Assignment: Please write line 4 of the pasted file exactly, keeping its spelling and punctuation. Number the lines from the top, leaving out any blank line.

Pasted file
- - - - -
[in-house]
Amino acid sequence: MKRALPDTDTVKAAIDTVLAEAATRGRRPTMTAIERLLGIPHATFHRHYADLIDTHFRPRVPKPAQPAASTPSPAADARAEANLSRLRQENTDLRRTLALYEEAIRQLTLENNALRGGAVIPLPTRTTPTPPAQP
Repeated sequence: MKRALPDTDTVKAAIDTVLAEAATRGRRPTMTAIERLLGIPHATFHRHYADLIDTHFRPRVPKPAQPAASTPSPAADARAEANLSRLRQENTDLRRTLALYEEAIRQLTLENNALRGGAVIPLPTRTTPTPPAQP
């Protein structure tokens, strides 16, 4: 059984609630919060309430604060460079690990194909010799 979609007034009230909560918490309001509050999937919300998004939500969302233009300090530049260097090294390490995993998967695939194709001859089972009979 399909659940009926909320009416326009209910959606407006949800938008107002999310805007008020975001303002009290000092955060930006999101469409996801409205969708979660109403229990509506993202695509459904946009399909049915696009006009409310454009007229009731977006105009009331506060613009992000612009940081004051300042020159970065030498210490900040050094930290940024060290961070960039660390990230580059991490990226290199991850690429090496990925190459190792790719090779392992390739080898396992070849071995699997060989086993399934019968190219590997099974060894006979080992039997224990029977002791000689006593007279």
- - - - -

């Protein structure tokens, strides 16, 4: 059984609630919060309430604060460079690990194909010799 979609007034009230909560918490309001509050999937919300998004939500969302233009300090530049260097090294390490995993998967695939194709001859089972009979 399909659940009926909320009416326009209910959606407006949800938008107002999310805007008020975001303002009290000092955060930006999101469409996801409205969708979660109403229990509506993202695509459904946009399909049915696009006009409310454009007229009731977006105009009331506060613009992000612009940081004051300042020159970065030498210490900040050094930290940024060290961070960039660390990230580059991490990226290199991850690429090496990925190459190792790719090779392992390739080898396992070849071995699997060989086993399934019968190219590997099974060894006979080992039997224990029977002791000689006593007279």